Time is linear. What happens last sticks out most.

Los Angeles Clippers v Oklahoma City Thunder - Game Five

“We lost because of that call.” In the thick of the 2014 NBA playoffs’ second round series between the LA Clippers and the OKC Thunder, everyone from Clippers fans to the head coach, Doc Rivers, himself repeated that sentence.

Even the casual sports observer can resonate with that concept. How many times has a controversial penalty or non-call within the last few minutes of a game left choruses of infuriated fans in disgust because they felt that the decision single-handedly swung the game? It doesn’t matter how the team was playing the rest of the match; all that matters is that they had a chance but the swindling referees cost them the assured victory. It was a coin flip coming down to the wire, but then the coin surely got rigged somewhere along the way.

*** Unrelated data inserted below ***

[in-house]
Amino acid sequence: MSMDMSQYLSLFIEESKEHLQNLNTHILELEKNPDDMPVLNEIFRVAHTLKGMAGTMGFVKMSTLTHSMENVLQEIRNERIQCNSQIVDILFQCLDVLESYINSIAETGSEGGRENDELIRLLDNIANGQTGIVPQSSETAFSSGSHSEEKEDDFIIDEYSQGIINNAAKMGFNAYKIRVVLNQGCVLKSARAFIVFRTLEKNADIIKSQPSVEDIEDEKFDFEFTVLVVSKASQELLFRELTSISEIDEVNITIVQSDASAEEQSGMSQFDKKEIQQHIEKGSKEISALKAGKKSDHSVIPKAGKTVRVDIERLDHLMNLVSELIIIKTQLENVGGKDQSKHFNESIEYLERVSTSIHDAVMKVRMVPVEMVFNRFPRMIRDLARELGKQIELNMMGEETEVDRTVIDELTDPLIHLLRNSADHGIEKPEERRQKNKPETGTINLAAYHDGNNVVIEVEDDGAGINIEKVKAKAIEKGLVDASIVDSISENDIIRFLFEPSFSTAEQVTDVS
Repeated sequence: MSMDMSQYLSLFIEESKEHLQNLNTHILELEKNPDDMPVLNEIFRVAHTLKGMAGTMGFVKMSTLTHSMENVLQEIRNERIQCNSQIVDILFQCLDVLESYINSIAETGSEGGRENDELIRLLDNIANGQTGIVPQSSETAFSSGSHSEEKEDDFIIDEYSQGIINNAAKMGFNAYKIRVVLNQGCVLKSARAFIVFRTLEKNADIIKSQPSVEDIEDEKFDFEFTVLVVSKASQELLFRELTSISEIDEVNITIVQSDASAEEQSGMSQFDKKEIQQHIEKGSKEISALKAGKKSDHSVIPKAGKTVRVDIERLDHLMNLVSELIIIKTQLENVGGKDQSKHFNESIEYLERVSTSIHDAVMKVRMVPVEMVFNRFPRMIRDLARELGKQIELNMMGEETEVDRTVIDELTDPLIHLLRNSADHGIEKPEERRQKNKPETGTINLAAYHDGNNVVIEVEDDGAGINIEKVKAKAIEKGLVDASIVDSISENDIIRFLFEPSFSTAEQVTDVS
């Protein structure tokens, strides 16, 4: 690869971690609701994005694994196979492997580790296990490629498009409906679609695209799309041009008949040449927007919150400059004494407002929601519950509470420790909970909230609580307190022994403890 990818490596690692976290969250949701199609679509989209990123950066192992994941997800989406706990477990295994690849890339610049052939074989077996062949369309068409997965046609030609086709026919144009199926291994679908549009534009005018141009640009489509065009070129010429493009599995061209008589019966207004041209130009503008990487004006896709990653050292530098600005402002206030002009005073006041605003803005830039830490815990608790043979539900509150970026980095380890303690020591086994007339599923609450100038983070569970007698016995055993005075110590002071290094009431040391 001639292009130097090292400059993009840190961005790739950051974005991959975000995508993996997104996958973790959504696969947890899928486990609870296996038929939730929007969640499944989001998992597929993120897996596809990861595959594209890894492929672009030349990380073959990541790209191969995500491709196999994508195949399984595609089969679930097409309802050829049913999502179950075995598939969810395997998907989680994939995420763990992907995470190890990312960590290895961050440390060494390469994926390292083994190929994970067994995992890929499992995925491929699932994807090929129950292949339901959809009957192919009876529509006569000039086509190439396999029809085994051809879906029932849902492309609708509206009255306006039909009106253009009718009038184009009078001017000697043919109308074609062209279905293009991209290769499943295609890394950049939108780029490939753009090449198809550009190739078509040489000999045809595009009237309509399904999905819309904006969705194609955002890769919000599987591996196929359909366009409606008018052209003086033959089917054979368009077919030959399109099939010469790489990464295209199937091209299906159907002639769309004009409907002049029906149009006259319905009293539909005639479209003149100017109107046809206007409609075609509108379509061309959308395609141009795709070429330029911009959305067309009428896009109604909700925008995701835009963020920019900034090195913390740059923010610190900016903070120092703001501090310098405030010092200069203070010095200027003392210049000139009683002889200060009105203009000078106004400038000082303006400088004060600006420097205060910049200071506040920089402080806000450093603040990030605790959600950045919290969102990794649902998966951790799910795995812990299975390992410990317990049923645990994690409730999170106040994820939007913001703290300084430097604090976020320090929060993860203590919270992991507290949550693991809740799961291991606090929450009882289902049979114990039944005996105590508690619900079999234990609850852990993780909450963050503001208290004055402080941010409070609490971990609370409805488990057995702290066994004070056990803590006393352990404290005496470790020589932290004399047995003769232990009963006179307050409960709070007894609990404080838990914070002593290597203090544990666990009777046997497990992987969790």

Let’s step back and realize that coin flips are inherently 50-50. Got that? Good, then you understand that for coin flips that go one way, just as many coin flips can go the opposite direction. The impact of one controversial decision late in a game could easily be avoided by the negatively affected team not having missed a point-blank layup earlier (basketball), or if the team had just converted that one 3rd down pass in the second quarter (football). So what’s the problem?

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